The FFRCT computation was performed using ML-based software (cFFR 3.0, Siemens Healthineers). Detailed information on the basic principles of the FFRCT calculation used in this method have been reported previously (15). The value of FFRCT was measured within 2 cm distal to the lesion plaque, which was colocalized with the invasive FFR. ΔFFRCT was defined as the change in the FFRCT across the lesion by computing the difference between the proximal and distal FFRCT values as follows (9-11): ΔFFRCT = proximal FFRCT − distal FFRCT. To assess the reproducibility between the observers, 2 experienced radiologists measured the ΔFFRCT of 30 consecutive vessels without knowledge of the patients’ conditions.
ICA and FFR measurements
The angiography was performed and the FFR was determined according to standard practice (16) by senior cardiovascular physicians. The FFR was defined as the ratio of the pressure in the distal coronary artery to the pressure in the aorta during maximum hyperemia. The FFR pressure wire (PressureWire, St. Jude Medical, St. Paul, Minnesota) was positioned at approximately 2 cm distal to the stenosis in vessel segments ≥2 mm. A FFR at a threshold of ≤0.80 indicated that the vessel stenosis was hemodynamically significant and causal of lesion-specific ischemia.
The continuous variables are reported as either the mean ± standard deviation or the median with the interquartile range, while the categorical data are presented as the numbers and percentage. The intraclass correlation coefficient was used to evaluate the interobserver variability of ΔFFRCT to evaluate interobserver reproducibility. The Student’s t-test, Mann-Whitney U test, Kruskal-Wallis test, or chi-square test was used to compare the data as appropriate. To analyze the correlation between the FFR, plaque characteristics, and ΔFFRCT, a Spearman correlation analysis was used. The plaque variables and ΔFFRCT were dichotomized using an area under the curve (AUC) of the receiver operating characteristic (ROC) analysis and the Youden index, which was defined as the sum of the % sensitivity and % specificity minus 1, to determine the optimal thresholds for discriminating the FFR ≤0.80. Univariable and multivariable log-binomial regression analyses were conducted to estimate the relative risk factors of ischemia (FFR ≤0.80). Odds ratio (OR) estimates with 95% confidence intervals (CIs) were then used to evaluate the predictors of ischemia. To assess the incremental discrimination of ischemia, an AUC analysis was performed. Model 1 comprised CCTA stenosis ≥50%, Model 2 comprised Model 1 plus the independent risk factors for predicting ischemia, and Model 3 comprised Model 2 plus ΔFFRCT. The AUCs of the 3 models were compared using the method previously described by DeLong et al. (17), and the reclassification performance of each model was compared using relative integrated discrimination improvement (IDI) index and the category-free net reclassification index (NRI). All the statistical analyses were conducted using SPSS 25.0 (IBM Corp., Armonk, NY, USA), MedCalc 19.0.4 (MedCalc Software, Ostend, Belgium), and R 3.3.3 (R Foundation for Statistical Computing, Vienna, Austria) software. A two-tailed P value <0.05 was considered statistically significant.
The selection process for the patients is shown in Figure 1. The study included a total of 144 patients, in whom 164 vessels were interrogated using the FFR [left anterior descending artery (LAD), 114 (69.5%); left circumflex artery (LCX), 26 (15.9%); and right coronary artery (RCA), 24 (14.6%)]. As Table 1 shows, the mean age of the patients included in the study was 56.8±9.1 years, and 111 (77.1%) of the patients were male. Lesion-specific ischemia was found in 49.4% (81/164) of the vessels belonging to 47.2% (68/144) of the patients, using the FFR as the reference, with a mean FFR value of 0.78±0.13. Of the 164 vessels measured by the FFR, 121 (73.8%) had obstructive stenosis on CCTA. A representative case is shown in Figure 2.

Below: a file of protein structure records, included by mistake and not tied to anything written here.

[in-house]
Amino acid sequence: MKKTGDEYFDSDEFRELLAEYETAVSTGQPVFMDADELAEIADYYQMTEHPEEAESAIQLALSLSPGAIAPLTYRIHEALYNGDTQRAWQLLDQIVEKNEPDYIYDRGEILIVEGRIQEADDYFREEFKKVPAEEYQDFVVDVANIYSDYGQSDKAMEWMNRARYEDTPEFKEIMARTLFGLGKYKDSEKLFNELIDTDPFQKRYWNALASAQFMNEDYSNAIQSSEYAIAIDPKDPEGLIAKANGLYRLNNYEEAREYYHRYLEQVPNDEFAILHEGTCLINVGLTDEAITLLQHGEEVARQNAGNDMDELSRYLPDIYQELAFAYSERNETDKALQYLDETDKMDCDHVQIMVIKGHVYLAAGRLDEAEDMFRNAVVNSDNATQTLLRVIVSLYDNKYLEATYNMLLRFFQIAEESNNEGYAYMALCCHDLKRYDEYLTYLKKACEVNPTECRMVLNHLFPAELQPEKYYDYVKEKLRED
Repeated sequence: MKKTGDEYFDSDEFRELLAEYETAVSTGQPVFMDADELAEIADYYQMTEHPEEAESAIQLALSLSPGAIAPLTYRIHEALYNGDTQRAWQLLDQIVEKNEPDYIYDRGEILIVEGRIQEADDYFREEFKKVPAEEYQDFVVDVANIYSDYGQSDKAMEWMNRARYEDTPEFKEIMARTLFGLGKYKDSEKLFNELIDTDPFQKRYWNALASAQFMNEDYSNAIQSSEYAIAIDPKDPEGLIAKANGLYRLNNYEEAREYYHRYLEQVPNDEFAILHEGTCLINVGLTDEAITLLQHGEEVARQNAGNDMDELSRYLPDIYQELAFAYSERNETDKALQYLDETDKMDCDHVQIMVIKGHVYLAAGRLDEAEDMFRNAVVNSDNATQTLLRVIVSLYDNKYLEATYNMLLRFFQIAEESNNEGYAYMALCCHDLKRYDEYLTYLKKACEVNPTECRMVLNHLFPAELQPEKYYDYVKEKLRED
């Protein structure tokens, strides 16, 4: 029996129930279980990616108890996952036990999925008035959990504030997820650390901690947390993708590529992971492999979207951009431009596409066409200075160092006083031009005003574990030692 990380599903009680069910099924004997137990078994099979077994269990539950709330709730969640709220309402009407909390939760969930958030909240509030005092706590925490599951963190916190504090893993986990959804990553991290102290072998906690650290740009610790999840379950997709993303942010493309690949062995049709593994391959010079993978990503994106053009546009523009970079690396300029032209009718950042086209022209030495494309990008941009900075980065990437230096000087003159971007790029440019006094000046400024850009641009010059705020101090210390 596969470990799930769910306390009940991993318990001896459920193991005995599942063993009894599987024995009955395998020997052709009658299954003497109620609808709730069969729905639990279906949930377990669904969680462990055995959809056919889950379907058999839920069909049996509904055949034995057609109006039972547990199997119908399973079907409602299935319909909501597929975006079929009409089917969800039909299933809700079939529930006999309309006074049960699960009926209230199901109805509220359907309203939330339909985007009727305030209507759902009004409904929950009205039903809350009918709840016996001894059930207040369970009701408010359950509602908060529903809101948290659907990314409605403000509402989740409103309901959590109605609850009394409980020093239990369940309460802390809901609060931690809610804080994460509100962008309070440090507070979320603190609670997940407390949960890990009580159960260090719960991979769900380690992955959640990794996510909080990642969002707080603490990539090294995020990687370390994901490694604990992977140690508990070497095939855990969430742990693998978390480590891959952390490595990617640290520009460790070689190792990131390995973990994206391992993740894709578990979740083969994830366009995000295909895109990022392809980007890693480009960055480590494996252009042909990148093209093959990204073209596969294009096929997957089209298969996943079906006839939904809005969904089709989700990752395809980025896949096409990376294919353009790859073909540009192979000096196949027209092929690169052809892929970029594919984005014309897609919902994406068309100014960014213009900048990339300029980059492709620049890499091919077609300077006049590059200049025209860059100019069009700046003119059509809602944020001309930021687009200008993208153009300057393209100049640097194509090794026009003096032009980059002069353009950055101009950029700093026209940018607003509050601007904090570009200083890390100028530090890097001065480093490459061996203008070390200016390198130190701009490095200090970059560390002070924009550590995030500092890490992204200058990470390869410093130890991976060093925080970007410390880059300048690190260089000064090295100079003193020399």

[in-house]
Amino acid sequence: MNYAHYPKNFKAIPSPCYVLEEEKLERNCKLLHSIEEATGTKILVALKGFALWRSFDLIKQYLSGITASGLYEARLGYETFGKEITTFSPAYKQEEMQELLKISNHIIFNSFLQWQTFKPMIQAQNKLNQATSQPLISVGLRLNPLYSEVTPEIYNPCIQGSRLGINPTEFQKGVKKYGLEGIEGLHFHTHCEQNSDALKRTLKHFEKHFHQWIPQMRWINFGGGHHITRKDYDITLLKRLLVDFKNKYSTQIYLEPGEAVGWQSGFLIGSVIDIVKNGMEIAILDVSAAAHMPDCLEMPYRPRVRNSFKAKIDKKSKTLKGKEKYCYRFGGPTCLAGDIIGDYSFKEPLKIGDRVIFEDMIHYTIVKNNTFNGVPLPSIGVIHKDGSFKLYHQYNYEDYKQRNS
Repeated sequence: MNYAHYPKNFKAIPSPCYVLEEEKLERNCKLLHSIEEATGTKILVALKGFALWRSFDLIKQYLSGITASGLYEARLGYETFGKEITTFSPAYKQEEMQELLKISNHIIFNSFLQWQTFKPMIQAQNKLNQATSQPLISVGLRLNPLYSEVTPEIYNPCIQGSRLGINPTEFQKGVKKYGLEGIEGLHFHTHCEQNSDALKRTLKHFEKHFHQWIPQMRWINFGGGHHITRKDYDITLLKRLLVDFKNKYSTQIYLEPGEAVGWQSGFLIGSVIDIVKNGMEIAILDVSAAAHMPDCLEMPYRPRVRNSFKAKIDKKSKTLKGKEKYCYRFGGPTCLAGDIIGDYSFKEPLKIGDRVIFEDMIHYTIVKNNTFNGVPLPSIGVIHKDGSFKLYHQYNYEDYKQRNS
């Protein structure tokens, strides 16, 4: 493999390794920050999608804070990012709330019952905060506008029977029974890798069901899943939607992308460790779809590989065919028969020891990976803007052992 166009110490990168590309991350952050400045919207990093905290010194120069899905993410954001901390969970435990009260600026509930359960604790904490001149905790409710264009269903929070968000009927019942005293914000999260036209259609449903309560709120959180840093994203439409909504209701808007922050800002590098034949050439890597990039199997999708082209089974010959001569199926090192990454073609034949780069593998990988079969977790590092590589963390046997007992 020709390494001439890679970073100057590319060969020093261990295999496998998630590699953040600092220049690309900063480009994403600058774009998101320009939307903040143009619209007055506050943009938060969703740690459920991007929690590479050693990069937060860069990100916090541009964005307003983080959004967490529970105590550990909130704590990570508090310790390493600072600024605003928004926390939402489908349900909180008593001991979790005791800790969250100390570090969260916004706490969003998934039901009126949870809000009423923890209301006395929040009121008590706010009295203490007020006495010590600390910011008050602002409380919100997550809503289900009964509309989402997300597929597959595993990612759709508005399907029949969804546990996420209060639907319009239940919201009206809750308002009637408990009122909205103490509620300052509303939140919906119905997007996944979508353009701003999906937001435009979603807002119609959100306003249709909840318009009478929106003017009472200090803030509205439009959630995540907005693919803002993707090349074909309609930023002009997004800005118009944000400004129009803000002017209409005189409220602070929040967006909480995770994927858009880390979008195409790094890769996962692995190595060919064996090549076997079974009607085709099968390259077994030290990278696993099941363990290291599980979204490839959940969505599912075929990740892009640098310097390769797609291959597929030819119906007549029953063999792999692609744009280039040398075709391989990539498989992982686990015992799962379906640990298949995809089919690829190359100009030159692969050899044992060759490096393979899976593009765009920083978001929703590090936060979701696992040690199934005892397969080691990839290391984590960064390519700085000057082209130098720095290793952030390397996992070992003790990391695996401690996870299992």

|Number of patients, n||144|
|Number of vessels, n||164|
|Body mass index, kg/m2||26.0 [23.9–28.4]|
|Current/past smoker||78 (54.2)|
|Family history of CAD||18 (12.5)|
|Vessel with CCTA maximum stenosis|
|Mild stenosis (30–49%)||43 (26.2)|
|Moderate stenosis (50–69%)||54 (32.9)|
|Severe stenosis (70–90%)||67 (40.9)|
|Vessels with a FFR ≤0.80||81 (49.4)|
|RCA with a FFR ≤0.80||7 (8.6)|
|LAD with a FFR ≤0.80||66 (81.5)|
|LCX with a FFR ≤0.80||8 (9.9)|
|Heart rate, beats/min||66 [59–75]|
|DLP for CCTA, mGy·cm||486.0 [371.0–665.5]|
|Effective radiation dose for CCTA, mSv||6.8 [5.2–9.3]|
The continuous variables are expressed as mean ± standard deviation or median [interquartile range], and the categorical variables are expressed as number (percentage). CAD, coronary artery disease; LAD, left anterior descending coronary artery; LCX, left circumflex coronary artery; RCA, right coronary artery; CCTA, coronary computed tomography angiography; FFR, fractional flow reserve; DLP, dose-length product.
Relationship between the degree of CCTA stenosis and lesion-specific ischemia using FFR
Figure 3 shows the relationship between the degree of CCTA stenosis and the FFR. Among the 164 vessels interrogated using the FFR, 121 (73.8%) had obstructive stenosis on CCTA, with the LAD having the highest percentage of obstructive stenosis [81 (66.9%)], followed by the LCX [20 (16.5%)], and RCA [20 (16.5%)]. The FFR was found to be ≤0.80 in 72 (59.5%) vessels. Conversely, the FFR was ≤0.80 in only 9 (20.1%) vessels without obstructive stenosis, and the difference was statistically significant (P<0.001; Table 2). Among the 37 vessels with a FFR in the gray area (FFR, 0.71–0.80), 7 (18.9%), vessels did not have obstructive stenosis. As Table 3 shows, vessels with stenosis >50% showed a 5.6-fold increase in the probability of a FFR ≤0.80 compared to those with stenosis <50%.